“Respect is mutual, and real recognizes real. So absolutely, we’ve talked about working together. You guys may not look at me and realize this, but I have a pretty jaded past as well.”
Obviously the two may seem like an unlikely pair: Cody Johnson is a former bull rider and corrections officer, with a straight-edge style that evokes George Strait in his pressed jeans, button-up shirts and cowboy hat.
And Jelly Roll has been open about his time spent in and out of jail in his younger years, with the tattoos covering his face serving as a reminder of his past.
But despite the fact that Cody’s music leans more traditional, Texas country while Jelly Roll’s debut country album contains a heavy rock sound, one thing that the artists have in common is that they’re both undeniably authentic. And that’s where the best music comes from – and why this collab just works.
Cody just dropped his new album, Leather, which features Jelly Roll on the new song “Whiskey Bent,” a heartbreaking ballad about trying to put your life back together after the mistakes you’ve made in the past.
“It made me say some things I shouldn’t Made me break some things I wouldn’t Like the heart that you kept puttin’ in my hands Got me pickin’ up the pieces, gettin’ back in touch with Jesus For some grace in case one of y’all comes back again I’m just trying to straighten up what whiskey bent”
But Cody admits that when he was first pitched the song, written by Adam James, Mikey Reaves and Rocky Block, he hated the title – and said he wasn’t going to record it, until he actually listened to the lyrics:
“I hated the title. They told me the title and I said, ‘I hate it already because it sounds like an old cliché; I’m not singing that song.’
But then I heard the lyrics about trying to put a life and a love back together—especially the hook, ‘I’m still trying to straighten out what whiskey bent.’”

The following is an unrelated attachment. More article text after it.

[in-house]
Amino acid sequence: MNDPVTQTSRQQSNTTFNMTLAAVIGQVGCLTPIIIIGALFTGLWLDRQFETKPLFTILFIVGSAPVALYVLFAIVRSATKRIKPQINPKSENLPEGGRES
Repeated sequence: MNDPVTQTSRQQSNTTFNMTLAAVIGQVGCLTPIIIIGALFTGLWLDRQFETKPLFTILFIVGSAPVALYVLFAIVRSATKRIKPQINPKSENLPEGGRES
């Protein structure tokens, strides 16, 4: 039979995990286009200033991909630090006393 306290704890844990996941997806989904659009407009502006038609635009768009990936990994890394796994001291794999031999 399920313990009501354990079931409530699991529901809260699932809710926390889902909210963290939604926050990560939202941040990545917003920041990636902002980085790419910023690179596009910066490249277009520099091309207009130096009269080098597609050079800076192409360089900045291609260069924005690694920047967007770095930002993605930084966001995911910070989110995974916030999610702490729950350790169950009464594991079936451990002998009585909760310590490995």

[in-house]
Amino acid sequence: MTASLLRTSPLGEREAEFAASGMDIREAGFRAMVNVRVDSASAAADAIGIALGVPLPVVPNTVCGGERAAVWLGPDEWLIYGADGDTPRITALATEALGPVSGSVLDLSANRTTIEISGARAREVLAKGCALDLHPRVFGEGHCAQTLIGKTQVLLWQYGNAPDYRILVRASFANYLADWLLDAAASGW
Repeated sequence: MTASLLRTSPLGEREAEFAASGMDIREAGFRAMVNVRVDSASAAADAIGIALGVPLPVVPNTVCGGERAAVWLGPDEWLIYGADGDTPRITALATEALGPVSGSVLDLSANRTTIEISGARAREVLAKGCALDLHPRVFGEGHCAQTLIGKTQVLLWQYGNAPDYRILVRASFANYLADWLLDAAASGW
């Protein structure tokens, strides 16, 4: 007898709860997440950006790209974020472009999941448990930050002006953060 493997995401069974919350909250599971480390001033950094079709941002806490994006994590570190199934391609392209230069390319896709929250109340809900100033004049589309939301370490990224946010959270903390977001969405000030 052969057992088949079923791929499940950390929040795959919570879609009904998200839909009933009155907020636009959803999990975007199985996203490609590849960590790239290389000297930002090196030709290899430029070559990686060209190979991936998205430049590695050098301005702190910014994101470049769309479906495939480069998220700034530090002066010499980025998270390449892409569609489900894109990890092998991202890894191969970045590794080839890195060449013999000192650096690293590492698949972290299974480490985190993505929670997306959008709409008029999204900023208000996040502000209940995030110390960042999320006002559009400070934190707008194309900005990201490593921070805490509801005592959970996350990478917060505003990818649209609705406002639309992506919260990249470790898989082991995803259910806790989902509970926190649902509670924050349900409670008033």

And he had originally asked Jelly Roll to sing on another song on the album, “Jesus Loves You.” But when Jelly heard “Whiskey Bent,” he knew he wanted to be a part of it:
“He asked me what else I was working on and I played him ‘Whiskey Bent.’
He just started crying and was like, ‘Bro, I ain’t never heard a song like that. If I’m gonna be on a song, can it be that one?’
I gave him the entire second verse. It didn’t take him long to learn the song and he did incredibly.”
The result is one of the standout tracks on the album, something Cody attributes to both of them being able to relate to the song in their own ways:
“I think we’ve both lived that song in our own ways.
People look at me as this clean-cut, wholesome guy, but I’m no different than anybody else. I’ve got demons in my closet and things in my past that are hard to deal with, that I go to therapy sometimes to deal with.
I’ve lived a very fast-paced, lot-of-pressure kind of life and I’ve made mistakes. I haven’t started doing regular sessions; I need to talk in the moment. I’m slowly but surely softening up, just like the song ‘Leather.’
I know it takes time to open up and not be so hard-edged on that. But just recognizing it is the hard part.”
It may seem like an unlikely collaboration, but once you hear it, it’s clear exactly why it works so well: Because it’s authentic, just like the artists themselves.